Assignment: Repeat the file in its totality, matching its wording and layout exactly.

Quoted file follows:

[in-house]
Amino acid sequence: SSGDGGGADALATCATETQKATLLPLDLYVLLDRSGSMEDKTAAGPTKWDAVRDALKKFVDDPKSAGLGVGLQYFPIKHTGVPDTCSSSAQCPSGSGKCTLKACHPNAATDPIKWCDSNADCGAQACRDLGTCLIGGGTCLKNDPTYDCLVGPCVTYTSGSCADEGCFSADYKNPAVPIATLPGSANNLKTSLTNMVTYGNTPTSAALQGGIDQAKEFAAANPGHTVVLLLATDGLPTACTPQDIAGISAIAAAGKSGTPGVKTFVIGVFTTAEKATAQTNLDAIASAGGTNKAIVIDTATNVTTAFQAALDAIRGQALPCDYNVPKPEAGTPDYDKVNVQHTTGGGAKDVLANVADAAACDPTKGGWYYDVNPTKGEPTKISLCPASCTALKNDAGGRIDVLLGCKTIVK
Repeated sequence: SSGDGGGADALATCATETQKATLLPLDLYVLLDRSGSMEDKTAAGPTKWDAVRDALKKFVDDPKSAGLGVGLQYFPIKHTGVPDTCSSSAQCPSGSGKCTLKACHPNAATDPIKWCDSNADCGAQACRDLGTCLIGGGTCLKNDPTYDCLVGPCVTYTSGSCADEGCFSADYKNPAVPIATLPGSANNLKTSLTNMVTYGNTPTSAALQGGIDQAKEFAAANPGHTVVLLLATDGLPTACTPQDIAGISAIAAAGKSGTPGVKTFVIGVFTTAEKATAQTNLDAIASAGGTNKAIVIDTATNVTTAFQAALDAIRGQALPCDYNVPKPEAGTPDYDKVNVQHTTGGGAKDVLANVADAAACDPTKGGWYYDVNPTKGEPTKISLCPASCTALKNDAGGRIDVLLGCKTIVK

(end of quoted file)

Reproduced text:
[in-house]
Amino acid sequence: SSGDGGGADALATCATETQKATLLPLDLYVLLDRSGSMEDKTAAGPTKWDAVRDALKKFVDDPKSAGLGVGLQYFPIKHTGVPDTCSSSAQCPSGSGKCTLKACHPNAATDPIKWCDSNADCGAQACRDLGTCLIGGGTCLKNDPTYDCLVGPCVTYTSGSCADEGCFSADYKNPAVPIATLPGSANNLKTSLTNMVTYGNTPTSAALQGGIDQAKEFAAANPGHTVVLLLATDGLPTACTPQDIAGISAIAAAGKSGTPGVKTFVIGVFTTAEKATAQTNLDAIASAGGTNKAIVIDTATNVTTAFQAALDAIRGQALPCDYNVPKPEAGTPDYDKVNVQHTTGGGAKDVLANVADAAACDPTKGGWYYDVNPTKGEPTKISLCPASCTALKNDAGGRIDVLLGCKTIVK
Repeated sequence: SSGDGGGADALATCATETQKATLLPLDLYVLLDRSGSMEDKTAAGPTKWDAVRDALKKFVDDPKSAGLGVGLQYFPIKHTGVPDTCSSSAQCPSGSGKCTLKACHPNAATDPIKWCDSNADCGAQACRDLGTCLIGGGTCLKNDPTYDCLVGPCVTYTSGSCADEGCFSADYKNPAVPIATLPGSANNLKTSLTNMVTYGNTPTSAALQGGIDQAKEFAAANPGHTVVLLLATDGLPTACTPQDIAGISAIAAAGKSGTPGVKTFVIGVFTTAEKATAQTNLDAIASAGGTNKAIVIDTATNVTTAFQAALDAIRGQALPCDYNVPKPEAGTPDYDKVNVQHTTGGGAKDVLANVADAAACDPTKGGWYYDVNPTKGEPTKISLCPASCTALKNDAGGRIDVLLGCKTIVK